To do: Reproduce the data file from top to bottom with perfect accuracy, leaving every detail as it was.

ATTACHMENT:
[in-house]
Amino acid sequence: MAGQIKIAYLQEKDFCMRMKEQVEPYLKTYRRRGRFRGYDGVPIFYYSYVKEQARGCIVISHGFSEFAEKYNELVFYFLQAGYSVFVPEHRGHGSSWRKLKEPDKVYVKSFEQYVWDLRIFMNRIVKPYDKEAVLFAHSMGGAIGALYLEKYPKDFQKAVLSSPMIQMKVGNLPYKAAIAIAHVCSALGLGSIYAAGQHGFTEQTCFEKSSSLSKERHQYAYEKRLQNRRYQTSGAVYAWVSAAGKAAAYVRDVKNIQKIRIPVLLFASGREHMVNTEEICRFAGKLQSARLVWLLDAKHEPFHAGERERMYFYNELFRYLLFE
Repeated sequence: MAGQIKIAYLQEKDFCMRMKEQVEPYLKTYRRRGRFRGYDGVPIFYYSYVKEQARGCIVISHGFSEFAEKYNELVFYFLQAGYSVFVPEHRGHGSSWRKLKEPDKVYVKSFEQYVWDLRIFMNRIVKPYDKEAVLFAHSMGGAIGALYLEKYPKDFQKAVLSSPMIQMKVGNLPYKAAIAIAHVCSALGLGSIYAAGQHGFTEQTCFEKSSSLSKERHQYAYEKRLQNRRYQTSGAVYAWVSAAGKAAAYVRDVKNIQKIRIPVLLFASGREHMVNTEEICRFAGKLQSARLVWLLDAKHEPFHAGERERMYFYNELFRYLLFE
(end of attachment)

[in-house]
Amino acid sequence: MAGQIKIAYLQEKDFCMRMKEQVEPYLKTYRRRGRFRGYDGVPIFYYSYVKEQARGCIVISHGFSEFAEKYNELVFYFLQAGYSVFVPEHRGHGSSWRKLKEPDKVYVKSFEQYVWDLRIFMNRIVKPYDKEAVLFAHSMGGAIGALYLEKYPKDFQKAVLSSPMIQMKVGNLPYKAAIAIAHVCSALGLGSIYAAGQHGFTEQTCFEKSSSLSKERHQYAYEKRLQNRRYQTSGAVYAWVSAAGKAAAYVRDVKNIQKIRIPVLLFASGREHMVNTEEICRFAGKLQSARLVWLLDAKHEPFHAGERERMYFYNELFRYLLFE
Repeated sequence: MAGQIKIAYLQEKDFCMRMKEQVEPYLKTYRRRGRFRGYDGVPIFYYSYVKEQARGCIVISHGFSEFAEKYNELVFYFLQAGYSVFVPEHRGHGSSWRKLKEPDKVYVKSFEQYVWDLRIFMNRIVKPYDKEAVLFAHSMGGAIGALYLEKYPKDFQKAVLSSPMIQMKVGNLPYKAAIAIAHVCSALGLGSIYAAGQHGFTEQTCFEKSSSLSKERHQYAYEKRLQNRRYQTSGAVYAWVSAAGKAAAYVRDVKNIQKIRIPVLLFASGREHMVNTEEICRFAGKLQSARLVWLLDAKHEPFHAGERERMYFYNELFRYLLFE